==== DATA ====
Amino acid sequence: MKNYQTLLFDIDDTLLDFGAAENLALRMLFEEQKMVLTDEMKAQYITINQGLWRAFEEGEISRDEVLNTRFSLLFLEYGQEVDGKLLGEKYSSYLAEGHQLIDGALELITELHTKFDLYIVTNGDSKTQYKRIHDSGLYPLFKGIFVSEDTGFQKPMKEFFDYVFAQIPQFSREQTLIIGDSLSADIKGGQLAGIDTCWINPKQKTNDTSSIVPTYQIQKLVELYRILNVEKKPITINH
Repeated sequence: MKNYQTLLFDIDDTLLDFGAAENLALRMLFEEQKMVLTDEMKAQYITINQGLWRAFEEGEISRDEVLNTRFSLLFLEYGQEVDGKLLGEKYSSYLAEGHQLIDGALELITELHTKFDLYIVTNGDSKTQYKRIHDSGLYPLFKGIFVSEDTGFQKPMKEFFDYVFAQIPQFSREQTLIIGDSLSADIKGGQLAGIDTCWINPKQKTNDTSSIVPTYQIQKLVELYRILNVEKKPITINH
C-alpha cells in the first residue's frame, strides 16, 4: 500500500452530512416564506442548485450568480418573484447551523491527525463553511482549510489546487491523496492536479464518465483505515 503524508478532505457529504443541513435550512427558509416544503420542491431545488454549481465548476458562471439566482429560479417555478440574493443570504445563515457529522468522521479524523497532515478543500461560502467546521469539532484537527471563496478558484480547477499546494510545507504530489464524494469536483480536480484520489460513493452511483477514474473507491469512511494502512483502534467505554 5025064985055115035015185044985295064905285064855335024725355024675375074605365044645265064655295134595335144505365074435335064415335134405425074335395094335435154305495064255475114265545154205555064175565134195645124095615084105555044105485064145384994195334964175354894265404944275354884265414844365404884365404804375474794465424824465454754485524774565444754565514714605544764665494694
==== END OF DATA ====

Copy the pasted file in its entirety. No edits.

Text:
Amino acid sequence: MKNYQTLLFDIDDTLLDFGAAENLALRMLFEEQKMVLTDEMKAQYITINQGLWRAFEEGEISRDEVLNTRFSLLFLEYGQEVDGKLLGEKYSSYLAEGHQLIDGALELITELHTKFDLYIVTNGDSKTQYKRIHDSGLYPLFKGIFVSEDTGFQKPMKEFFDYVFAQIPQFSREQTLIIGDSLSADIKGGQLAGIDTCWINPKQKTNDTSSIVPTYQIQKLVELYRILNVEKKPITINH
Repeated sequence: MKNYQTLLFDIDDTLLDFGAAENLALRMLFEEQKMVLTDEMKAQYITINQGLWRAFEEGEISRDEVLNTRFSLLFLEYGQEVDGKLLGEKYSSYLAEGHQLIDGALELITELHTKFDLYIVTNGDSKTQYKRIHDSGLYPLFKGIFVSEDTGFQKPMKEFFDYVFAQIPQFSREQTLIIGDSLSADIKGGQLAGIDTCWINPKQKTNDTSSIVPTYQIQKLVELYRILNVEKKPITINH
C-alpha cells in the first residue's frame, strides 16, 4: 500500500452530512416564506442548485450568480418573484447551523491527525463553511482549510489546487491523496492536479464518465483505515 503524508478532505457529504443541513435550512427558509416544503420542491431545488454549481465548476458562471439566482429560479417555478440574493443570504445563515457529522468522521479524523497532515478543500461560502467546521469539532484537527471563496478558484480547477499546494510545507504530489464524494469536483480536480484520489460513493452511483477514474473507491469512511494502512483502534467505554 5025064985055115035015185044985295064905285064855335024725355024675375074605365044645265064655295134595335144505365074435335064415335134405425074335395094335435154305495064255475114265545154205555064175565134195645124095615084105555044105485064145384994195334964175354894265404944275354884265414844365404884365404804375474794465424824465454754485524774565444754565514714605544764665494694